The first experimental version of Ethernet wired networking ran at a connection speed of 2.94 megabits per second (Mbps) in 1973. By the time Ethernet became an industry standard in 1982, its speed rating increased to 10 Mbps due to improvements in the technology. Ethernet kept this same rating for more than ten years. Different forms of the standard were named starting with the number ten, including 10-Base2 and 10-BaseT.
The technology colloquially called Fast Ethernet was introduced starting in the mid-1990s. It picked up that name as Fast Ethernet standards support a maximum data rate of 100 Mbps, ten times faster than traditional Ethernet. Other common names for this new standard included 100-BaseT2 and 100-BaseTX.
Fast Ethernet was widely deployed as the need for greater LAN performance became critical to universities and businesses. A key element of its success was its ability to coexist with existing network installations. Mainstream network adapters of the day were built to support both traditional and Fast Ethernet. These so-called “10/100” adapters sense the line speed automatically and adjust connection data rates accordingly.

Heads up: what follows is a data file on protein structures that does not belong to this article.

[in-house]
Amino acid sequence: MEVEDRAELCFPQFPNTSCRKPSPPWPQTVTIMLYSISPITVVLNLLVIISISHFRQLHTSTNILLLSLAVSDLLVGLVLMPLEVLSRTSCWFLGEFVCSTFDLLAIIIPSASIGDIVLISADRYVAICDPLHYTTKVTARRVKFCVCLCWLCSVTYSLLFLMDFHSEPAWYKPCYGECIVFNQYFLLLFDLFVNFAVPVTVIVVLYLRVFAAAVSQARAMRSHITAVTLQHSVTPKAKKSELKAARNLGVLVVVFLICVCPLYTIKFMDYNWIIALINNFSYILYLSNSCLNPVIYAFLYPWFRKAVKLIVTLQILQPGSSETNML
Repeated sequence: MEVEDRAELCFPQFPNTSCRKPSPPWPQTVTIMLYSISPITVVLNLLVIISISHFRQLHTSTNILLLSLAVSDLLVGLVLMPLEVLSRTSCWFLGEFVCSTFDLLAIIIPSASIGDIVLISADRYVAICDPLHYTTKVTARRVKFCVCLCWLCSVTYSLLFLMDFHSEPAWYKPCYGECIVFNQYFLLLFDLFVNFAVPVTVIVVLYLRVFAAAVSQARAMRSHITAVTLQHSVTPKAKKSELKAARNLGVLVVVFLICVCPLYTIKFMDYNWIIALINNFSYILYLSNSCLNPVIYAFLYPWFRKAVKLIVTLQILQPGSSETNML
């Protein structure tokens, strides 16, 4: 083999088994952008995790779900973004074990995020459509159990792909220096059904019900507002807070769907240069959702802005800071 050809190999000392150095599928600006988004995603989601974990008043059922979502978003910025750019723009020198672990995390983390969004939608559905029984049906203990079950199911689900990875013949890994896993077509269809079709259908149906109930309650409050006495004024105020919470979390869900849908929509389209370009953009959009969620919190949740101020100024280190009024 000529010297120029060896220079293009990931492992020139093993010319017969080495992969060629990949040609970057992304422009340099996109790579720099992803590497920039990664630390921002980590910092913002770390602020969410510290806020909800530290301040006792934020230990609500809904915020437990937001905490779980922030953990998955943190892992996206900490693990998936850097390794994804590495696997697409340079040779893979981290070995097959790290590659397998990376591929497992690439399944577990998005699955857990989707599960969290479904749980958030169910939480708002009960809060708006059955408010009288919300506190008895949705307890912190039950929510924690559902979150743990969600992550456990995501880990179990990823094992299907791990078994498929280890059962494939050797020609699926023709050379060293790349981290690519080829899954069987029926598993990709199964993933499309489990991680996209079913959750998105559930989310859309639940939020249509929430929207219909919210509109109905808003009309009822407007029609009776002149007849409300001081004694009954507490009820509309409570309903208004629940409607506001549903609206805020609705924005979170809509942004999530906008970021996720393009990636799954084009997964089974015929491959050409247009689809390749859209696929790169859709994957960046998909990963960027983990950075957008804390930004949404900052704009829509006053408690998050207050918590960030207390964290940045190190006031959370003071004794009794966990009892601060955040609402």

Just as Fast Ethernet improved on traditional Ethernet, Gigabit Ethernet improved on Fast Ethernet, offering rates up to 1000 Mbps. Although 1000-BaseX and 1000-BaseT versions were created in the late 1990s, it took many more years for Gigabit Ethernet to reach large-scale adoption due to its higher cost.
Maximum Speed versus Actual Speed
The speed ratings of Ethernet have been criticized for being unachievable in real-word usage. Similar to the fuel efficiency ratings of automobiles, network connection speed ratings are calculated under ideal conditions that do not necessarily represent normal operating environments. It is not possible to exceed these speed ratings as they are maximum values